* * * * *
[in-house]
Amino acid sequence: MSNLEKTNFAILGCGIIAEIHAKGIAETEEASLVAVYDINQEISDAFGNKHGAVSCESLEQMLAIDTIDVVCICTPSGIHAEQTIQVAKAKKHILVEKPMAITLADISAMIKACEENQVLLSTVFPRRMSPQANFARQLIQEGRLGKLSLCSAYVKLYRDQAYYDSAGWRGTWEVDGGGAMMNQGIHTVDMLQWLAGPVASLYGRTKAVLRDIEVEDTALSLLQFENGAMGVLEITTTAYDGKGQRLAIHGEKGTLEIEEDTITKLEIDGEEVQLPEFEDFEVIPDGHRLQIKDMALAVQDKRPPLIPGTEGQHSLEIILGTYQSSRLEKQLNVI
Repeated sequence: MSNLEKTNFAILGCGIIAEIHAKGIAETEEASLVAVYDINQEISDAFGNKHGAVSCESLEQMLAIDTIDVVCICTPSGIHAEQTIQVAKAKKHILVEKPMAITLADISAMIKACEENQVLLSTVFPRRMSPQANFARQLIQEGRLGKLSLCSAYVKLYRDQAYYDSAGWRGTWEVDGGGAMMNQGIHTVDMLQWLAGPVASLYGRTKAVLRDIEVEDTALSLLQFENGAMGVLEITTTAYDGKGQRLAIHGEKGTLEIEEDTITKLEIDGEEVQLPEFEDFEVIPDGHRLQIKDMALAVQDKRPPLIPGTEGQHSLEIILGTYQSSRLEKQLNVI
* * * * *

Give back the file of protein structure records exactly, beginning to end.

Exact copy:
[in-house]
Amino acid sequence: MSNLEKTNFAILGCGIIAEIHAKGIAETEEASLVAVYDINQEISDAFGNKHGAVSCESLEQMLAIDTIDVVCICTPSGIHAEQTIQVAKAKKHILVEKPMAITLADISAMIKACEENQVLLSTVFPRRMSPQANFARQLIQEGRLGKLSLCSAYVKLYRDQAYYDSAGWRGTWEVDGGGAMMNQGIHTVDMLQWLAGPVASLYGRTKAVLRDIEVEDTALSLLQFENGAMGVLEITTTAYDGKGQRLAIHGEKGTLEIEEDTITKLEIDGEEVQLPEFEDFEVIPDGHRLQIKDMALAVQDKRPPLIPGTEGQHSLEIILGTYQSSRLEKQLNVI
Repeated sequence: MSNLEKTNFAILGCGIIAEIHAKGIAETEEASLVAVYDINQEISDAFGNKHGAVSCESLEQMLAIDTIDVVCICTPSGIHAEQTIQVAKAKKHILVEKPMAITLADISAMIKACEENQVLLSTVFPRRMSPQANFARQLIQEGRLGKLSLCSAYVKLYRDQAYYDSAGWRGTWEVDGGGAMMNQGIHTVDMLQWLAGPVASLYGRTKAVLRDIEVEDTALSLLQFENGAMGVLEITTTAYDGKGQRLAIHGEKGTLEIEEDTITKLEIDGEEVQLPEFEDFEVIPDGHRLQIKDMALAVQDKRPPLIPGTEGQHSLEIILGTYQSSRLEKQLNVI